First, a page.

The German GUARDINT team hosted a remote workshop on the role of strategic litigation for intelligence oversight on 11 June 2020. Together with Jane Duncan from the University of Johannesburg, Megan Goulding from Liberty, Bijan Moini from the Gesellschaft für Freiheitsrechte, Thomas Vink from the Digital Freedom Fund, Alexander Ottosson from the Centrum För Rättvisa, Félix Tréguer and Eric Kind (both GUARDINT team members), we discussed the conceptualisation and implementation of indicators for strategic litigation for the Intelligence Oversight Index (IOI).
In particular, the discussion centred around questions of legal obstacles to access judicial review, procedural conditions concerning costs and transparency and the need for transnational cooperation between litigating organisations. We further discussed complex questions like the measurement of success and impact of strategic litigation. A lost case before the court may still be result in policy changes, for example. The participants’ professional insights in the field of strategic litigation are of great value for the further refinement and development of the IOI’s indicators on civil society scrutiny.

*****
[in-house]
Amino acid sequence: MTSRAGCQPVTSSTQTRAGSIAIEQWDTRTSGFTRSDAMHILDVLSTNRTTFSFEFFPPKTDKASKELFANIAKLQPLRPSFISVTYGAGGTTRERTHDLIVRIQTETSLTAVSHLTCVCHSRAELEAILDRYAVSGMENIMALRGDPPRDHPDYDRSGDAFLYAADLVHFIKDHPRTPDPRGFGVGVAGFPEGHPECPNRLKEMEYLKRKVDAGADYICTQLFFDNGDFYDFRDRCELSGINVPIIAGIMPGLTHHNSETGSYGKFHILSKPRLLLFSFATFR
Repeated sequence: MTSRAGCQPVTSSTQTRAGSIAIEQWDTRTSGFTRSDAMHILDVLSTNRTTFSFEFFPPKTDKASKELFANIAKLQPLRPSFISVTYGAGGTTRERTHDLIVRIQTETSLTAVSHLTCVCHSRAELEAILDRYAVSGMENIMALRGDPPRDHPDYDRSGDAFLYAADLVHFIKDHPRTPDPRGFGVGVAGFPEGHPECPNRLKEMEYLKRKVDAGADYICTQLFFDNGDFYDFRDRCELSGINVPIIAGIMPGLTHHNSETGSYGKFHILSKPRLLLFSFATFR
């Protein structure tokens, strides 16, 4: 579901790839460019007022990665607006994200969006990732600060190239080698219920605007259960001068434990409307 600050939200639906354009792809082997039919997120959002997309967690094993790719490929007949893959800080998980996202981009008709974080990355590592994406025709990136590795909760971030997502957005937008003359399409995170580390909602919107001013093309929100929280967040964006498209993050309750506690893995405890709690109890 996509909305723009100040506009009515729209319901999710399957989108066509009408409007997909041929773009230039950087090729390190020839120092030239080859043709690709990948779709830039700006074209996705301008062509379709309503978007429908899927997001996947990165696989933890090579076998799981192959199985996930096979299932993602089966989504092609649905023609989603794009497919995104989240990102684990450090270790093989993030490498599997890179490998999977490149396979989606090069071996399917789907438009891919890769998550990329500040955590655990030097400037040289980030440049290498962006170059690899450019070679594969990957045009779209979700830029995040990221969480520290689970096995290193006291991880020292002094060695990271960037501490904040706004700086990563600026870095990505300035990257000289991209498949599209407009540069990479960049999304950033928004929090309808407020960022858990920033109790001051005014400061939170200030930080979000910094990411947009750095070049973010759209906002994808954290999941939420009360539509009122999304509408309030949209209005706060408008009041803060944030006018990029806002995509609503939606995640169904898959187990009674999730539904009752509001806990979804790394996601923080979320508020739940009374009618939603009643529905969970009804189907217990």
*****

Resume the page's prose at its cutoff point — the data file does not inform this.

The IOI captures two modes of oversight: delegated oversight and civic oversight. Including civic oversight into the IOI challenges the common narrative of citizens as mere exploited and surveilled data subjects and accentuate their agency to contest and shape the actions of intelligence agencies, as well as negotiates democratic values in datafied societies. Strategic litigation represents a crucial aspect of this perspective as it reflects on the judicial remedy mechanisms of states and the potential impact the plaintiffs can expect.